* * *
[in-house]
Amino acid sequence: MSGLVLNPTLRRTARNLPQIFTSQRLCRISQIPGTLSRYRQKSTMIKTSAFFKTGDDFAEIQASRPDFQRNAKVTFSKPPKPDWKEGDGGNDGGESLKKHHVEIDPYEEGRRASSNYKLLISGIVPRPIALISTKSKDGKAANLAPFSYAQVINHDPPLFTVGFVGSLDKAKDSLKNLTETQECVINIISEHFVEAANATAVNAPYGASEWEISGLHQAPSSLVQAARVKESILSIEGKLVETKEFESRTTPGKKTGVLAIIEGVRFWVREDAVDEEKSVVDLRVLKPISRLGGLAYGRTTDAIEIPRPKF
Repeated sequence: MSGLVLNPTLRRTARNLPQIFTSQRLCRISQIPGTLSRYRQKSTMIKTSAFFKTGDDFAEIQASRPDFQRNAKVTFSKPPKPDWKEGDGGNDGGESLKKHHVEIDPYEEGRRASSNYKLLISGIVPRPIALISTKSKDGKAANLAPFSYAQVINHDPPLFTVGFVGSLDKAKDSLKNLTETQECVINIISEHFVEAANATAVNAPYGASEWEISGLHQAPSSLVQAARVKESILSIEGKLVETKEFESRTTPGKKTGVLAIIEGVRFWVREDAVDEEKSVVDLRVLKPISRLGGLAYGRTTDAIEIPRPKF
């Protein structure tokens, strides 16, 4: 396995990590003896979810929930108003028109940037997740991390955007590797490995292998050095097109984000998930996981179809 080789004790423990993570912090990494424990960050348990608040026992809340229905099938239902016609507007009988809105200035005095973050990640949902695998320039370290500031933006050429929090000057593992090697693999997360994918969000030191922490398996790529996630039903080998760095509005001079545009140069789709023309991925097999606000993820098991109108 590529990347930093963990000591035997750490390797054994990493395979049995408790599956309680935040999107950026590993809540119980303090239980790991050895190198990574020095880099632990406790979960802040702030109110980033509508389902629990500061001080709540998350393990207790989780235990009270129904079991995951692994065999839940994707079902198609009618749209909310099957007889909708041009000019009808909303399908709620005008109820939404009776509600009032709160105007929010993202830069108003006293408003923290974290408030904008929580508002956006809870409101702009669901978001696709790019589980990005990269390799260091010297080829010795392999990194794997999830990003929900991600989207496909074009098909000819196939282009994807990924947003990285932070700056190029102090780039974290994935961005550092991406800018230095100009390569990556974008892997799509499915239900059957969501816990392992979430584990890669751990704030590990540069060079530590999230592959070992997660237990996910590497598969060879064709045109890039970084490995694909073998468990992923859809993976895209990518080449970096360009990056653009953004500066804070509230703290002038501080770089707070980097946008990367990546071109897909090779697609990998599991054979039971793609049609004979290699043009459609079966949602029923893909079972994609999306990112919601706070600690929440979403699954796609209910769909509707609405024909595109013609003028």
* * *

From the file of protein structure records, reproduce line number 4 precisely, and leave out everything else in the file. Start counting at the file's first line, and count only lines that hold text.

């Protein structure tokens, strides 16, 4: 396995990590003896979810929930108003028109940037997740991390955007590797490995292998050095097109984000998930996981179809 080789004790423990993570912090990494424990960050348990608040026992809340229905099938239902016609507007009988809105200035005095973050990640949902695998320039370290500031933006050429929090000057593992090697693999997360994918969000030191922490398996790529996630039903080998760095509005001079545009140069789709023309991925097999606000993820098991109108 590529990347930093963990000591035997750490390797054994990493395979049995408790599956309680935040999107950026590993809540119980303090239980790991050895190198990574020095880099632990406790979960802040702030109110980033509508389902629990500061001080709540998350393990207790989780235990009270129904079991995951692994065999839940994707079902198609009618749209909310099957007889909708041009000019009808909303399908709620005008109820939404009776509600009032709160105007929010993202830069108003006293408003923290974290408030904008929580508002956006809870409101702009669901978001696709790019589980990005990269390799260091010297080829010795392999990194794997999830990003929900991600989207496909074009098909000819196939282009994807990924947003990285932070700056190029102090780039974290994935961005550092991406800018230095100009390569990556974008892997799509499915239900059957969501816990392992979430584990890669751990704030590990540069060079530590999230592959070992997660237990996910590497598969060879064709045109890039970084490995694909073998468990992923859809993976895209990518080449970096360009990056653009953004500066804070509230703290002038501080770089707070980097946008990367990546071109897909090779697609990998599991054979039971793609049609004979290699043009459609079966949602029923893909079972994609999306990112919601706070600690929440979403699954796609209910769909509707609405024909595109013609003028």